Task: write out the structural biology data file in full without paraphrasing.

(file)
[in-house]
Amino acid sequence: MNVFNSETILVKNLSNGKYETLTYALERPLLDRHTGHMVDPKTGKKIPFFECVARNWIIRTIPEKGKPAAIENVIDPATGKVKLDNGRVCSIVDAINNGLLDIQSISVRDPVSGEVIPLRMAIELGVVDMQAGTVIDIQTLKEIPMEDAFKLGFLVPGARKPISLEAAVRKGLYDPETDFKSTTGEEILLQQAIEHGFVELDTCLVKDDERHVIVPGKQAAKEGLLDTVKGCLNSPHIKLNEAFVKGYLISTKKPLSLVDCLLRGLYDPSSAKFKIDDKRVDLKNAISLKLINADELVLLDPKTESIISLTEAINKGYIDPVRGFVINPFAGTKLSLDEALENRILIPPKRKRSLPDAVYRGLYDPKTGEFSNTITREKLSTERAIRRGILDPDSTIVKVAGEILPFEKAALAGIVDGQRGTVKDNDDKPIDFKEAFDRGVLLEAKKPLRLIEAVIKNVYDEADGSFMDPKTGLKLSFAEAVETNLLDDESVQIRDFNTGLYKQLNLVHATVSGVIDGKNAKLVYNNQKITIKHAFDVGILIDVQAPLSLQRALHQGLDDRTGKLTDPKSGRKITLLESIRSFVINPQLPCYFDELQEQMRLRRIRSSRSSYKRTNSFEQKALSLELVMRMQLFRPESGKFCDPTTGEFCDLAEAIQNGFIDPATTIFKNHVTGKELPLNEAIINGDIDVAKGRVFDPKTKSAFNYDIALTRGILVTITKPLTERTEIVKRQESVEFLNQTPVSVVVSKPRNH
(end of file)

[in-house]
Amino acid sequence: MNVFNSETILVKNLSNGKYETLTYALERPLLDRHTGHMVDPKTGKKIPFFECVARNWIIRTIPEKGKPAAIENVIDPATGKVKLDNGRVCSIVDAINNGLLDIQSISVRDPVSGEVIPLRMAIELGVVDMQAGTVIDIQTLKEIPMEDAFKLGFLVPGARKPISLEAAVRKGLYDPETDFKSTTGEEILLQQAIEHGFVELDTCLVKDDERHVIVPGKQAAKEGLLDTVKGCLNSPHIKLNEAFVKGYLISTKKPLSLVDCLLRGLYDPSSAKFKIDDKRVDLKNAISLKLINADELVLLDPKTESIISLTEAINKGYIDPVRGFVINPFAGTKLSLDEALENRILIPPKRKRSLPDAVYRGLYDPKTGEFSNTITREKLSTERAIRRGILDPDSTIVKVAGEILPFEKAALAGIVDGQRGTVKDNDDKPIDFKEAFDRGVLLEAKKPLRLIEAVIKNVYDEADGSFMDPKTGLKLSFAEAVETNLLDDESVQIRDFNTGLYKQLNLVHATVSGVIDGKNAKLVYNNQKITIKHAFDVGILIDVQAPLSLQRALHQGLDDRTGKLTDPKSGRKITLLESIRSFVINPQLPCYFDELQEQMRLRRIRSSRSSYKRTNSFEQKALSLELVMRMQLFRPESGKFCDPTTGEFCDLAEAIQNGFIDPATTIFKNHVTGKELPLNEAIINGDIDVAKGRVFDPKTKSAFNYDIALTRGILVTITKPLTERTEIVKRQESVEFLNQTPVSVVVSKPRNH